Excerpt from ‘The ‘Gods of the World of Vanagard’ by Professor Albert Lynath
On the continent of Hastur, where even during summer, the days are cold and harsh, the tribes have developed a close relationship with their Gods. Even the lowest of the tribespeople feel no compunction in directly talking to their Gods and asking for help. Their Gods on the surface to be as no nonsense and hard as their people, and like the Tribespeople have a rather wicked sense of humor. The people of Hastur view them more as part of their family, a divine family they all share.
While the people of the Izon Supremacy say their Gods walk with them (1), in the case of the tribes of Hastur, this phrase appears to be literal. I met a rather annoying ‘person’ there in my travels and after several hours of immense frustration in dealing with him, he suddenly sprouted wings from his back and flew off! There was much laughter from the tribespeople I was with, and I discovered I had just spent most of day arguing with Dažd, their God of Knowledge over the way the Hastur Pantheon worked….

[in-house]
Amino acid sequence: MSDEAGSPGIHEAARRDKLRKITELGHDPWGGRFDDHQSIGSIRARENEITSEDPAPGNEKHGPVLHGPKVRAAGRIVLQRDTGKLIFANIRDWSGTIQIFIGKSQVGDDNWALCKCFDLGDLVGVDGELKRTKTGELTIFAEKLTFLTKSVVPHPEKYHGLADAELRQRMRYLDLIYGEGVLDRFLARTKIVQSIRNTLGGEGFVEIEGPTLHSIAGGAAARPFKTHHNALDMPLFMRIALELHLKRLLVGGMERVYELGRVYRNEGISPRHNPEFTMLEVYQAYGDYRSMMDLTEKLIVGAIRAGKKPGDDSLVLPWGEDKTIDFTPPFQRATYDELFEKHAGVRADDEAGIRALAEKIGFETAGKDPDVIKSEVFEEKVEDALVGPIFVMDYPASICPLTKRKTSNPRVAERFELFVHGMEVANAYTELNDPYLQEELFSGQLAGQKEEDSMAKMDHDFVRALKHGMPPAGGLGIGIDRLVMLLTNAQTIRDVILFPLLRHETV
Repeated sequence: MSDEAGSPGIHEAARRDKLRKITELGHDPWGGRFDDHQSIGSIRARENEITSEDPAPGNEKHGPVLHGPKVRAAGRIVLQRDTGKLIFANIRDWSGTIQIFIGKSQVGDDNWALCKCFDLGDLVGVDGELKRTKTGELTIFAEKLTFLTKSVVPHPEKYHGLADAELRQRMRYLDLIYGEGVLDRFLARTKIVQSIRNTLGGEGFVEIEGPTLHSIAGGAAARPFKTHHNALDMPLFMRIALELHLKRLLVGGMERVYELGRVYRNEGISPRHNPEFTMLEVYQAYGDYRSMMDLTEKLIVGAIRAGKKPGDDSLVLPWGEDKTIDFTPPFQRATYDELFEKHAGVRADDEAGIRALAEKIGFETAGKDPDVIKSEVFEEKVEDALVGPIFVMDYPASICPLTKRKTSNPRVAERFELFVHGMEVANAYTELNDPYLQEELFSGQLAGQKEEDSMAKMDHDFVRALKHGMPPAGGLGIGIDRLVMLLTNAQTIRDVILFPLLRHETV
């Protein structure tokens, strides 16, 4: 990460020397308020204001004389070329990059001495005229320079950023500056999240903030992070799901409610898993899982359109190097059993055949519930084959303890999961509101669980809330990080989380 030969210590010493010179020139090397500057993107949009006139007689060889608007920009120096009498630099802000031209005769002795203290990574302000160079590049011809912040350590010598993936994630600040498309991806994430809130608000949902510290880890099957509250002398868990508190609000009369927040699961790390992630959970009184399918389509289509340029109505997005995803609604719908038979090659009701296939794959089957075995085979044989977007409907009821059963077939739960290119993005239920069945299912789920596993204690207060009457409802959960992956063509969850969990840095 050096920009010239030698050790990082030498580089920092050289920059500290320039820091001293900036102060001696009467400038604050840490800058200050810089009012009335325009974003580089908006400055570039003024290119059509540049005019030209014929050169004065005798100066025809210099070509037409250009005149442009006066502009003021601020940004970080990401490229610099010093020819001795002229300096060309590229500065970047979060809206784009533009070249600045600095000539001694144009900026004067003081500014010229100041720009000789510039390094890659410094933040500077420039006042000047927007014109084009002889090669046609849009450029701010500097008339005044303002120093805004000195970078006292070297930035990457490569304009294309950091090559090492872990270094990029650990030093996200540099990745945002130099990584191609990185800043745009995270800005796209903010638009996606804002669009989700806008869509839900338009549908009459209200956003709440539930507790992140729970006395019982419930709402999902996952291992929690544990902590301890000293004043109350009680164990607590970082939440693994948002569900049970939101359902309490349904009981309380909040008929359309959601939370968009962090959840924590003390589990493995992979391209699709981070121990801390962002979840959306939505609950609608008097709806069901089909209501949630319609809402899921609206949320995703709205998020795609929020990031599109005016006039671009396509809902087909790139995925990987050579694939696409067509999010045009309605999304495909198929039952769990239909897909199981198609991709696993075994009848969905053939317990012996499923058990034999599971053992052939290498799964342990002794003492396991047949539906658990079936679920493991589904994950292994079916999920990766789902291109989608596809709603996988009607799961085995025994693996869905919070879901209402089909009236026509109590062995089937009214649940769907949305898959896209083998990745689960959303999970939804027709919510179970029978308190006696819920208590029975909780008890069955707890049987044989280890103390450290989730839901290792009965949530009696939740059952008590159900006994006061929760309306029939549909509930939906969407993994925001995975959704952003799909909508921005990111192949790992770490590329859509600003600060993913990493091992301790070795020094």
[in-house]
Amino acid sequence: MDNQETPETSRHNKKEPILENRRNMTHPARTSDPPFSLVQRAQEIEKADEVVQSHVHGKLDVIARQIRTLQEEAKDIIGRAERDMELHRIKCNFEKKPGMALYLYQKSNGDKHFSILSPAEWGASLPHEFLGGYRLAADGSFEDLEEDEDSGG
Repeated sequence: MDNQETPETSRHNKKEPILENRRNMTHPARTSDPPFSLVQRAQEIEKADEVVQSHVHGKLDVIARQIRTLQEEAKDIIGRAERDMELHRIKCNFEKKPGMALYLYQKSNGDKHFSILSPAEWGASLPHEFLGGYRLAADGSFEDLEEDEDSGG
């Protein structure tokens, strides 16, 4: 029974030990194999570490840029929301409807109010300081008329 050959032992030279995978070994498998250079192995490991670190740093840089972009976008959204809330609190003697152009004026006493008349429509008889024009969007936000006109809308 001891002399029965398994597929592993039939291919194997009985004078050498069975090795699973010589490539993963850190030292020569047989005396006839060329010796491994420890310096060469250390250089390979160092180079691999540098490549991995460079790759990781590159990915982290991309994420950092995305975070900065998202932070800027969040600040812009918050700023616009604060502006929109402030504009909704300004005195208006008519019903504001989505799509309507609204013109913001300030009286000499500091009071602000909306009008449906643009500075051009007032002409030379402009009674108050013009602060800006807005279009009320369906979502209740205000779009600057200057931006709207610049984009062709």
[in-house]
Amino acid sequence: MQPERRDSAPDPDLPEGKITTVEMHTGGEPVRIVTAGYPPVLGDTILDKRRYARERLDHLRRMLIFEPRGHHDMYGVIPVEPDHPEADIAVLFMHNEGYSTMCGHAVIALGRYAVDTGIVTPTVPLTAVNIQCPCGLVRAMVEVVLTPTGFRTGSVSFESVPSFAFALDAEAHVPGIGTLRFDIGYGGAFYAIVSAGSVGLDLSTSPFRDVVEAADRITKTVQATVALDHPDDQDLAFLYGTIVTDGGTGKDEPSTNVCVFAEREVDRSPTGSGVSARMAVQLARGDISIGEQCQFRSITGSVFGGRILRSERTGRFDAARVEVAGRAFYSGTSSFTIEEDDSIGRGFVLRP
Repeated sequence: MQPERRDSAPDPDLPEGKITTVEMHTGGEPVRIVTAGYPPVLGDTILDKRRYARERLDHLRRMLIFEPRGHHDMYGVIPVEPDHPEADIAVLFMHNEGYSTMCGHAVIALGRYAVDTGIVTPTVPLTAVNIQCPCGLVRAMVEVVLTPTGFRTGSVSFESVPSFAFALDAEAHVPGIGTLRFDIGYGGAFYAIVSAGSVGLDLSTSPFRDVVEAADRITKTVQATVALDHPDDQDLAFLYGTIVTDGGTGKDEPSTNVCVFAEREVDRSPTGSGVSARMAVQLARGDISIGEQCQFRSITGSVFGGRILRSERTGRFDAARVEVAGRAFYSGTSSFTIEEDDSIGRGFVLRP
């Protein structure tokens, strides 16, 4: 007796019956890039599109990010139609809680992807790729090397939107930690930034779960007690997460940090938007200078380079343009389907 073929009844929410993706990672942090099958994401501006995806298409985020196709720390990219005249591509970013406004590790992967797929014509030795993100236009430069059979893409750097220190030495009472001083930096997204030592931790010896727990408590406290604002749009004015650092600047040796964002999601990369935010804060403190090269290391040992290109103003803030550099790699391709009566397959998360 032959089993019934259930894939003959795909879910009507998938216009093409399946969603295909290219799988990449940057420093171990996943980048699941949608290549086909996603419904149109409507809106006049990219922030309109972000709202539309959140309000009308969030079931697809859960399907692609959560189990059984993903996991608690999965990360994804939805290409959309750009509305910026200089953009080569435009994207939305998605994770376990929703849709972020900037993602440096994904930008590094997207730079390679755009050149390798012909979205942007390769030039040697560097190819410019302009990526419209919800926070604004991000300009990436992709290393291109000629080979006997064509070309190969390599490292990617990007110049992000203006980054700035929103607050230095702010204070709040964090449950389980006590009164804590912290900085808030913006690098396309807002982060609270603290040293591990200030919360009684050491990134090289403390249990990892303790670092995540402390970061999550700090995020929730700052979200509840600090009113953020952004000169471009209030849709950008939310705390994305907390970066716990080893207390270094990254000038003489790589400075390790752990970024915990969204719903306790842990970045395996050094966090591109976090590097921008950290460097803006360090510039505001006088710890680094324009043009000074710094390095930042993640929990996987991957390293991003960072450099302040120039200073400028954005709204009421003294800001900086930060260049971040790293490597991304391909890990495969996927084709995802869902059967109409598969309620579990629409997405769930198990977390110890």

From my research, which I will grudgingly admit was helped by that debate with Dažd, these are the Gods of the Hastur in order of how I perceive their position and portfolios (with interest I note that like the Izon, their Gods are viewed as a family, something I will delve into at a later date) (2).
I will continue to undertake research in what passes for their summer, as the thought of being trapped in a hut with someone who turns out to be some unknown God of Mischief or Childish Pranks is something I consider a distinct possibility in Hastur.
|Cyžradyn||The Seasons (3)||An open hand with an eye tattoo|
|Delvor, the Dragon||Storms and Personal Combat||Dragon head wreathed in lightning|
|Xya||The Hunt||Crossed antlers|
|Svarya||Fire, Crafts and War||Flaming hammer|
|Dažd||Knowledge and Farming||A winged book|
|Vosta||Fortune (Trickery, Gambling, Trade and Luck)||Three bone dice|
|Larsyrk, the Law Keeper||Judgement||Sword and a hammer (4)|
(1) One of the parting phrases used in the Izon Supremacy is ‘You walk with your Gods’. This is covered more in Rituals of the Izon Supremacy, by Professor Albert Lynath
(2) This is covered off in Divine Families, a Study into the Gods of Vanagard, by Professor Albert Lynath.
(3) The Tribes of Hastur measure the passing of times by the seasons. Measurements include a10th Season, a half Season etc.
(4) The ‘Sword of Guilt’ and the ‘Hammer of Innocence’.